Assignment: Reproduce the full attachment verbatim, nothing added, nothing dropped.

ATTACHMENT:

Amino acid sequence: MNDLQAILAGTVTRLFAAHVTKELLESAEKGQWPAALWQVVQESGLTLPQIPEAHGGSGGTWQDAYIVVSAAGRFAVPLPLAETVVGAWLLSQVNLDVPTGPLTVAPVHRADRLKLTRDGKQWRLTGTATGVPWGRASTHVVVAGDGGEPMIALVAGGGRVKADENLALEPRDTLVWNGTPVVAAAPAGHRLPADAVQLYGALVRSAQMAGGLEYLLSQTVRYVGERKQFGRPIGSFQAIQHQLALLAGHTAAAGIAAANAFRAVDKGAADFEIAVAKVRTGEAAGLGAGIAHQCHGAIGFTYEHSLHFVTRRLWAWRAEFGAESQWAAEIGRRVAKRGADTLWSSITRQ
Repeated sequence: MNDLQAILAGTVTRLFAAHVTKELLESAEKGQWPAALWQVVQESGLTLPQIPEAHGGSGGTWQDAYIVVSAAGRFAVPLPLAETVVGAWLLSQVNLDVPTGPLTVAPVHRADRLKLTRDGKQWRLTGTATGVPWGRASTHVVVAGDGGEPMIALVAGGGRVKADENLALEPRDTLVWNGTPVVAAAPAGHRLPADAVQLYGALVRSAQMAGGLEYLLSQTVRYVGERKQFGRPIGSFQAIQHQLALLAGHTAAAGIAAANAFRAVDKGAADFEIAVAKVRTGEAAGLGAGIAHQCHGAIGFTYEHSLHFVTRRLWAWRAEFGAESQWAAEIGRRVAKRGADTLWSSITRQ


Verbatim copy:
Amino acid sequence: MNDLQAILAGTVTRLFAAHVTKELLESAEKGQWPAALWQVVQESGLTLPQIPEAHGGSGGTWQDAYIVVSAAGRFAVPLPLAETVVGAWLLSQVNLDVPTGPLTVAPVHRADRLKLTRDGKQWRLTGTATGVPWGRASTHVVVAGDGGEPMIALVAGGGRVKADENLALEPRDTLVWNGTPVVAAAPAGHRLPADAVQLYGALVRSAQMAGGLEYLLSQTVRYVGERKQFGRPIGSFQAIQHQLALLAGHTAAAGIAAANAFRAVDKGAADFEIAVAKVRTGEAAGLGAGIAHQCHGAIGFTYEHSLHFVTRRLWAWRAEFGAESQWAAEIGRRVAKRGADTLWSSITRQ
Repeated sequence: MNDLQAILAGTVTRLFAAHVTKELLESAEKGQWPAALWQVVQESGLTLPQIPEAHGGSGGTWQDAYIVVSAAGRFAVPLPLAETVVGAWLLSQVNLDVPTGPLTVAPVHRADRLKLTRDGKQWRLTGTATGVPWGRASTHVVVAGDGGEPMIALVAGGGRVKADENLALEPRDTLVWNGTPVVAAAPAGHRLPADAVQLYGALVRSAQMAGGLEYLLSQTVRYVGERKQFGRPIGSFQAIQHQLALLAGHTAAAGIAAANAFRAVDKGAADFEIAVAKVRTGEAAGLGAGIAHQCHGAIGFTYEHSLHFVTRRLWAWRAEFGAESQWAAEIGRRVAKRGADTLWSSITRQ